please see my scenario. I have 2 custom objects A(child) and B(parent>. Date model is such that Account is the master detail parent of A, while B is the lookup parent of A. The objects Account and B are hence related to each other by this object A which acts as a junction.

The requirement was that no two records of the object A, under the same account and same B should have the same name. I implemented this using a before insert,before update trigger on the object A(child). The logic is as follows:

  1. Created a Set that will store a concatenated value of IDs and Name
  2. Queried all the records of object A from the database(for update-> didn't query the current records)
  3. Iterated through the query result, added entries in the Set of the form => Account ID + B Record ID + A Name
  4. Iterated through trigger.new and compared the [[ Account ID + B Record ID + A Name ]] of every record in trigger.new, using .contains to see if it exists in the set.
  5. If the value exists => addError

I feel like the algorithm is inefficient, because we query all the records of the object A for just this purpose. We are using from 50,000 max query rows in a transaction gov limit. There are other features that follow this on the same trigger too, so I am worried about hitting the 50,000 row governor limit if the number of records of the object A increase to say 10K.

Is there any way to implement this better, may be using duplication rules?

In general, what are the safeguards or design patterns one can put up against hitting the 50,000 row SOQL limit when the number of records in the database increases. Thank you for your patience.

  • 4
    why not a) create a formula field on A that is the synthesized lookup key and b) use WF to copy that value into a string field defined as Unique. Then SFDC does the dup checking for you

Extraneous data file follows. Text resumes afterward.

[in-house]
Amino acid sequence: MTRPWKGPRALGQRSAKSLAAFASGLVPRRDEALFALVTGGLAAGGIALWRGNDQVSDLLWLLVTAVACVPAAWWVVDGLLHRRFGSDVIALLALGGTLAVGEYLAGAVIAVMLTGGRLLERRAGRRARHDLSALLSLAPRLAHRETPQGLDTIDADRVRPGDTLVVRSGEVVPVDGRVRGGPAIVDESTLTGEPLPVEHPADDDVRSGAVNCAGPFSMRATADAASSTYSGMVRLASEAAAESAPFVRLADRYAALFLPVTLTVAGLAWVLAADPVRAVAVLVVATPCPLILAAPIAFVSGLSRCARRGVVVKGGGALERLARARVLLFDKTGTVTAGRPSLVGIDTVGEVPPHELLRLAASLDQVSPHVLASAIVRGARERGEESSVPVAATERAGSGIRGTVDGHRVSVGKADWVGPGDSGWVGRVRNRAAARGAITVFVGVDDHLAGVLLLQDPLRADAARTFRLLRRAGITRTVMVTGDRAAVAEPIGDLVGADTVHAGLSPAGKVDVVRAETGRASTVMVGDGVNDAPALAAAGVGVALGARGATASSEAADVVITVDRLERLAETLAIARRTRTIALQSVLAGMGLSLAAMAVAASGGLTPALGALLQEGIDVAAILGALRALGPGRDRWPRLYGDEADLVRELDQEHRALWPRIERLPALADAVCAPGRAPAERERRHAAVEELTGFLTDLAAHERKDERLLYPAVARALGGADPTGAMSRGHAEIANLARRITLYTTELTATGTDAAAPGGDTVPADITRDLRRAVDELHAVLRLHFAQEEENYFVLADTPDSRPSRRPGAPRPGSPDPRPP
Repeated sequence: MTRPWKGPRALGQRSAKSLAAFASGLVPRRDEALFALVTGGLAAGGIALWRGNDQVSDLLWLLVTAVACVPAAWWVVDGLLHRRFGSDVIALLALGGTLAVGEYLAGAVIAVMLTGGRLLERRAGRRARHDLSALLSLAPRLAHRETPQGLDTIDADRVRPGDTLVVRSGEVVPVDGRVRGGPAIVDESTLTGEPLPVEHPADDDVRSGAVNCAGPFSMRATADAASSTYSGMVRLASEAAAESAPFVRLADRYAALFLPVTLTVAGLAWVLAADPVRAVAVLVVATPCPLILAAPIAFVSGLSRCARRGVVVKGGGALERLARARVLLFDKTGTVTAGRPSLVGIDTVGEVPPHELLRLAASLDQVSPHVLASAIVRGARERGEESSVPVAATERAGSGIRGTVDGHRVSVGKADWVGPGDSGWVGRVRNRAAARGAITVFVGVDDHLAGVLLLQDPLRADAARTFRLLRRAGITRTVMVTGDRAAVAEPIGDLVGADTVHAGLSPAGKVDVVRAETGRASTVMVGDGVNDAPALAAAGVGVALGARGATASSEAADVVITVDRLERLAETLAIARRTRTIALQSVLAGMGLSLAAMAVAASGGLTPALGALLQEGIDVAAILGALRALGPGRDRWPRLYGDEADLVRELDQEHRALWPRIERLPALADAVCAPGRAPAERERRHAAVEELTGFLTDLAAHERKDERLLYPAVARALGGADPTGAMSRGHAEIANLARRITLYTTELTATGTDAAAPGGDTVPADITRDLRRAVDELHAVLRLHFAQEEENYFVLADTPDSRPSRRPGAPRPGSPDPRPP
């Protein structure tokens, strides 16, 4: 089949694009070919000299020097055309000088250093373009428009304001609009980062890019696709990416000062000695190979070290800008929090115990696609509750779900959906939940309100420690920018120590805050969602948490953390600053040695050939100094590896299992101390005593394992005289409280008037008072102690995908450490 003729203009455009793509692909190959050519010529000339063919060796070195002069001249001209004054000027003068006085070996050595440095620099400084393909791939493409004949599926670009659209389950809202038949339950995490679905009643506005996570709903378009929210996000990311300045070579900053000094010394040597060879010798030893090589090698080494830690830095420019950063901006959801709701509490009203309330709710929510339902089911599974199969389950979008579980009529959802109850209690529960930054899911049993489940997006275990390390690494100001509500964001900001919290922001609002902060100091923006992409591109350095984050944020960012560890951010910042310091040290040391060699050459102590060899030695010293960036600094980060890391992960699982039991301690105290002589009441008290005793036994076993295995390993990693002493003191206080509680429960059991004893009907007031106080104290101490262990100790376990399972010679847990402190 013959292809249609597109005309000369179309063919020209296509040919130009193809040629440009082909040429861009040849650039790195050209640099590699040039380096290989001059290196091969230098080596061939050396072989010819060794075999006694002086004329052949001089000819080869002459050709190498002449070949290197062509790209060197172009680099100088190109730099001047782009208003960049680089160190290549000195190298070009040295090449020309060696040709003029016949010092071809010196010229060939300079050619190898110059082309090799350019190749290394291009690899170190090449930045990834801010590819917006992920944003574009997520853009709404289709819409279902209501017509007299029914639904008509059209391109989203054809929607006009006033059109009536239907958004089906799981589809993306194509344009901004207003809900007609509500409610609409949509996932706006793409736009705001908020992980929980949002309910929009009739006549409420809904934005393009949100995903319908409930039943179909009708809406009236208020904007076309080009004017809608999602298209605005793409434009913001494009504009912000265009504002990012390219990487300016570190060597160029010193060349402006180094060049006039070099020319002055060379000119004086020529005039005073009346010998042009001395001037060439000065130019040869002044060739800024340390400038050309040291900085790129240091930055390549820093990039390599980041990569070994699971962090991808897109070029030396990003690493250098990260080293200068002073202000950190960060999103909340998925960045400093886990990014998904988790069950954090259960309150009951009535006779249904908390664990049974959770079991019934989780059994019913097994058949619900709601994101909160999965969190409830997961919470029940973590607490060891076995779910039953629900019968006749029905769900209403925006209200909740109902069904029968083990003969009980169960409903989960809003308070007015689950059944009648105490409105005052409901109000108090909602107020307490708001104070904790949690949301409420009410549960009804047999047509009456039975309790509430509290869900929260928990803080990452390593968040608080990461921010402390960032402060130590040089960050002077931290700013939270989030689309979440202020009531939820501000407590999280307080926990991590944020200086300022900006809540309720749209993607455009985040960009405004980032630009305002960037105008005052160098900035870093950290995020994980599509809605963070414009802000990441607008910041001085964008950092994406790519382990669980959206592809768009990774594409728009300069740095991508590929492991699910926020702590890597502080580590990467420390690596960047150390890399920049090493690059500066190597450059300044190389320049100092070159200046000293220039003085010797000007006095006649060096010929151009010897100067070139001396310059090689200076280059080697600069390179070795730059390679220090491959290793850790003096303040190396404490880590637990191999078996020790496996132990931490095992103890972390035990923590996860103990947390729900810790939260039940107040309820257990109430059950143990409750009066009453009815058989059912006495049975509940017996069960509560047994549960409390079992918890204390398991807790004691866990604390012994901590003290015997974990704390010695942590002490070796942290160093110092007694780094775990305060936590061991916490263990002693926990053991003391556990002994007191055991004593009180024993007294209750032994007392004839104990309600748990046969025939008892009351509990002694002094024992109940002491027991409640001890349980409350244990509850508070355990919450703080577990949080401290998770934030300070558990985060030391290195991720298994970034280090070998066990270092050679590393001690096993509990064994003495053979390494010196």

– cropredy
    Commented Feb 26, 2016 at 6:36
  • @crop1645 The error message that appears when a "duplicate" record is found needed to be customised. Couldn't find a way to customize the error produced by the system when it finds a duplicate record. It was affected the user experience.
    – Prajith
    Commented Feb 26, 2016 at 6:41
  • is there a design where you catch the error and change the error message?
    – cropredy
    Commented Feb 26, 2016 at 6:45
  • @crop1645 The error we get when we go by the method you suggested earlier, is totally system generated right. That will happen as a part of system validation, which happens before the before trigger itself. So if my understanding is right, the execution stops even before any code comes into play.
    – Prajith
    Commented Feb 26, 2016 at 6:57

1 Answer 1


I'll build off of crop1645's suggestion.

If you have a simple formula field, one with no cross-object references, the formula field will have a value available in both Before Insert and Before Update triggers. (I haven't tested this with cross-object formula fields)

A formula field to generate the synthesized key, A.Account__c + A.B__c + A.Name, would meet this criteria. For sake of example, I'll call this formula field compKey__c.

Provided that the lookups to Account and B, as well as the Name of object A, are populated or updated before inserting/updating, you could modify your logic as follows:

  • Iterate over trigger.new, storing compKey__c in a Set<String> keys
  • [SELECT compKey__c FROM A WHERE compKey__c IN :keys], iterate over the result of the query, storing the compKey__c in a new set Set<String> conflicts
  • Iterate over trigger.new once more, checking if compKey__c exists in the conflicts set. If it does, addError()
    • Might be a good idea to check conflicts.isEmpty() to possibly avoid this second iteration over trigger.new

This should be able to create a single block of code that can handle both Before Insert and Before Update triggers.

Formula fields don't have indexes on them by default, which means my example query would result in a tableScan. It is possible to call in to support and have them put a custom index on the compKey__cformula field so the query would not require a tableScan.

If you don't want to go through that though, then a workflow rule to copy the formula field into a different text field (and using that text field in the query instead of the formula field) would be what you want to do.

It's important to be able to avoid the tableScan. Besides being less performant, you will run into a Non-selective query against large object type queryException using the example query if your A junction object ever grows over 100,000 records.

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